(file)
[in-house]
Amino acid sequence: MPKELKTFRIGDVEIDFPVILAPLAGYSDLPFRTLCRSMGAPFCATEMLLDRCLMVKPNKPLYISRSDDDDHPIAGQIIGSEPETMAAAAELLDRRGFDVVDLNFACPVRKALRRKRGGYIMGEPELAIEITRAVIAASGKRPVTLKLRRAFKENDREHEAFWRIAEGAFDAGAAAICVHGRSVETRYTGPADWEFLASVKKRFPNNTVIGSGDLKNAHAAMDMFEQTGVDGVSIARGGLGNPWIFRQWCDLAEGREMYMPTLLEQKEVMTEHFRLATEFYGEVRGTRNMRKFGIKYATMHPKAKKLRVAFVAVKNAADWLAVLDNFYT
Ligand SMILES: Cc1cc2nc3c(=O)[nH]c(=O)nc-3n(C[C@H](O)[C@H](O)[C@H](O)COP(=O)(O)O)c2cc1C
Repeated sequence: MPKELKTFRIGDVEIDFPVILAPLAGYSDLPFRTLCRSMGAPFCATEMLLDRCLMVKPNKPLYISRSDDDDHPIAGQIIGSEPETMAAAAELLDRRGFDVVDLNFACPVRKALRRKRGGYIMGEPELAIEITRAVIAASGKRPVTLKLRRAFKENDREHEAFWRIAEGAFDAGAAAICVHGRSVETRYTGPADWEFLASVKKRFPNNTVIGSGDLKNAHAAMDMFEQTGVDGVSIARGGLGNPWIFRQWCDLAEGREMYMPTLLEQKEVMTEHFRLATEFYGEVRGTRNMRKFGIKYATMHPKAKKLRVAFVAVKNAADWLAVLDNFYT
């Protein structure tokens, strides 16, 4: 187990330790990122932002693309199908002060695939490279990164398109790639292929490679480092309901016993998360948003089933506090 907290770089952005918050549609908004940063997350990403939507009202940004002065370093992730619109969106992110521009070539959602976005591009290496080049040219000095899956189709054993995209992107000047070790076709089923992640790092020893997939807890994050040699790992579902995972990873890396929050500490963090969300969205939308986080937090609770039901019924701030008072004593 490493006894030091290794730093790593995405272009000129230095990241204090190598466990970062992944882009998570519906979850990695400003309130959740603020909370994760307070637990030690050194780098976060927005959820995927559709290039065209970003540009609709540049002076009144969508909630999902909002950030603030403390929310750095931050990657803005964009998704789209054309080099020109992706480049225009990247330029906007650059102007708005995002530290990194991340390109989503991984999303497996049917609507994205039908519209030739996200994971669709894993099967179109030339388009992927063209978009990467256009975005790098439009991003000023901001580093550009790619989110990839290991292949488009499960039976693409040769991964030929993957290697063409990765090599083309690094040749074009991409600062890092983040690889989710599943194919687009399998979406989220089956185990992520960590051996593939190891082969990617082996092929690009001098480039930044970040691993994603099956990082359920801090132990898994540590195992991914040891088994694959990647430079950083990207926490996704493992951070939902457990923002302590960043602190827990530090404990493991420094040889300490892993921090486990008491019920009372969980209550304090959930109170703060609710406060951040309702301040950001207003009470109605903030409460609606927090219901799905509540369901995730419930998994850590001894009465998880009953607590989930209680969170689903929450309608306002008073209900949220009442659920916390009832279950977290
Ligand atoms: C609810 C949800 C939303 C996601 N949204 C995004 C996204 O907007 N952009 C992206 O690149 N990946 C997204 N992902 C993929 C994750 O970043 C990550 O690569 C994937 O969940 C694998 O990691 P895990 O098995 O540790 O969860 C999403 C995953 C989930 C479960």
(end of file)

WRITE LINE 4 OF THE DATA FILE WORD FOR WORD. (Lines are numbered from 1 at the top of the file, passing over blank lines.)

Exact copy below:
Repeated sequence: MPKELKTFRIGDVEIDFPVILAPLAGYSDLPFRTLCRSMGAPFCATEMLLDRCLMVKPNKPLYISRSDDDDHPIAGQIIGSEPETMAAAAELLDRRGFDVVDLNFACPVRKALRRKRGGYIMGEPELAIEITRAVIAASGKRPVTLKLRRAFKENDREHEAFWRIAEGAFDAGAAAICVHGRSVETRYTGPADWEFLASVKKRFPNNTVIGSGDLKNAHAAMDMFEQTGVDGVSIARGGLGNPWIFRQWCDLAEGREMYMPTLLEQKEVMTEHFRLATEFYGEVRGTRNMRKFGIKYATMHPKAKKLRVAFVAVKNAADWLAVLDNFYT